Our Gospel this week continues the Gospel from last week. Last week Jesus set his face for Jerusalem, and told those who wanted to follow him that, regardless of whether they went to bury their dead or say farewell, they must keep their face set on that goal: to heaven through the cross. This week begins with him sending others “to every town and place he intended to visit.” The verb for sending is the word for apostles, but I think it’s not so much that these are “other” apostles, as that even those of us who are not apostles are still sent.
The first reading, from the end of Isaiah, sets the tone in a surprising but helpful way. “Rejoice with Jerusalem . . . . Oh, that you may suck fully of the milk of her comfort, that you may nurse with delight at her abundant breasts!” The Lord strangely unites himself to Jerusalem: “You shall be carred in her arms . . . ; as a mother comforts her child, so will I comfort you.” Through Jerusalem, the image of the Church and the heavenly city, God comforts us.
The rest of the readings will be about the crosses we face. But we can face those crosses because we know that God comforts us. We set our face joyfully towards Jerusalem, the place of our crucifixion, because the cross seems like nothing, knowing that God is there.
So too at the end of Galatians, in our second reading, Paul says, “I never boast except in the cross” and “neither does circumcision mean anything, nor does uncircumcision, but only a new creation.” There are all these sides issues that people get really focused on—but all that matters is passing through the cross with Jesus, entering into God’s new creation, the power of his Spirit and his comfort. (Paraclete is Greek both for the Holy Spirit and for comfort.)
In the second part of our Gospel, Jesus talks about going into the cities. “I am sending you like lambs among wolves.” Yes, the world is hostile. Yes, the world is full of the cross. But he doesn’t say, “so you’d better get ready to fight.” He says the opposite, “Carry no money bag, no sack, no sandals.” This is the freedom of the children of God: to march toward the cross fearlessly, knowing that we have God, and God’s comfort, and nothing can hurt us.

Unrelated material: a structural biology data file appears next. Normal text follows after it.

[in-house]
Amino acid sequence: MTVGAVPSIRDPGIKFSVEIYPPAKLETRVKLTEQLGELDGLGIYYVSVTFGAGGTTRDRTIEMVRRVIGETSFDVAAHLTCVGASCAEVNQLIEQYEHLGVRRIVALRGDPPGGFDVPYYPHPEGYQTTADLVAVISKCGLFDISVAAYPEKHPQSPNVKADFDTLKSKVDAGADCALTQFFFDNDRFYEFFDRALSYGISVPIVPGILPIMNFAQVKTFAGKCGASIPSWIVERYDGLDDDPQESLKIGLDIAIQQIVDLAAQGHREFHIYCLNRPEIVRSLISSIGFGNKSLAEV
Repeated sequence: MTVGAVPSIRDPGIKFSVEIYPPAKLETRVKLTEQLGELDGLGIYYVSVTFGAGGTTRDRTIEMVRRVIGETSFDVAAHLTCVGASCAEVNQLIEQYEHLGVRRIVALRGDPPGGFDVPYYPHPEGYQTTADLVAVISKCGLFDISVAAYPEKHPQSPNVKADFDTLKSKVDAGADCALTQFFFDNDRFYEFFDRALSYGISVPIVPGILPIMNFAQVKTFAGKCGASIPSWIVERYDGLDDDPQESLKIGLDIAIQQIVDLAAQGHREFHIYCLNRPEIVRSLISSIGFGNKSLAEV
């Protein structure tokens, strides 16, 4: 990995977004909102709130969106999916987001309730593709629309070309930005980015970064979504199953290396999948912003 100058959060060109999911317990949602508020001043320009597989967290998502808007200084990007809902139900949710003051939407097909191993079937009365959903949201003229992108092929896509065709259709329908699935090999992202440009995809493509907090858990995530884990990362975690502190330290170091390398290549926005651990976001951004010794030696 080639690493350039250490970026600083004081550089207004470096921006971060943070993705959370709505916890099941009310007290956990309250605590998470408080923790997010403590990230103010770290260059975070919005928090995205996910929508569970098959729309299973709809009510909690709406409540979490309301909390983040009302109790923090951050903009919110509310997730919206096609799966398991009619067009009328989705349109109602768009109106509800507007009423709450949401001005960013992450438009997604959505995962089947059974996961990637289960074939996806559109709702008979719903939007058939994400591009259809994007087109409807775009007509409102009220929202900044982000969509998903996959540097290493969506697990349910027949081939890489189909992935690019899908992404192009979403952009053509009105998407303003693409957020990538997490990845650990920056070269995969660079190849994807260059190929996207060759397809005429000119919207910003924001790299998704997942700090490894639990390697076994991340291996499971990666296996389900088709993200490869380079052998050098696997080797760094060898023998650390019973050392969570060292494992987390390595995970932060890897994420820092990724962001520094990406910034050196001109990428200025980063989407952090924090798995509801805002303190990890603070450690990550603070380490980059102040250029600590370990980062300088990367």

There’s a scene where Plato describes Socrates wandering around a battle field with his head in the clouds. He was a terrifying warrior, because he didn’t care what happened to him. That’s not a perfect parallel, but it’s kind of like what Jesus describes.
Go into the houses. Offer peace. Sure, you can eat, “for the laborer deserves his payment,” but don’t seek out great opportunities, don’t worry. Just proclaim, “The kingdom of God is at hand for you” and “Peace”: and the kingdom and the peace of God will be at hand for you, whether or not they receive it. If they don’t receive it, shake the dust from your feet—no big deal—and move on.
There is a kind of carefree attitude of the disciples of Jesus.
The third part of our Gospel (after the Lectionary skips a couple verses of extended scolding of those who haven’t received Jesus) says that when the seventy-two returned, they rejoiced, saying, “Even the demons are subject to us because of your name.”
Jesus responds, sure, yes. “I have observed Satan fall like lightning from the sky.” You are winning a cosmic battle—or, sharing in my victory, which obviously you can’t make happen on your own. And you will win earthly victories, “tread upon serpents and scorpions.” Nothing can hurt you.
And yet, again, the attitude is care free. Jesus is not saying, “you have almighty power! Strike them!” He is saying, “don’t worry, I have the victory.” And so he concludes, “Do not rejoice because the spirits are subject o you, but rejoice because your names are written in heaven.”
Keep your face set on Jerusalem. Find your comfort there. The battle is won not by focusing on the battle, but by focusing on the Lord. Satan can do nothing to you if you live for Jesus Christ.
The first part of our Gospel had the line, “The harvest is abundant but the laborers are few; so ask the master of the harvest to send out laborers for his harvest.”
Often we read this line in terms of evangelization: we need missionaries to go bring people to Jesus. And that’s fine, sure. And the seventy-two are somehow “apostolic.”
But it isn’t just about evangelization, the harvest isn’t just converts. (And anyway, if it is effective to pray for God to send out other apostles, then it doesn’t sound like God exactly needs our help.)
The harvest is also all God’s goodness. He sends us out into a world brimming with his presence, if we want it, a world where the kingdom is near and his peace is there for the taking. Receive, and pray that others will gather the same riches for themselves.
Do you get so focused on the fight that you forget to be grateful?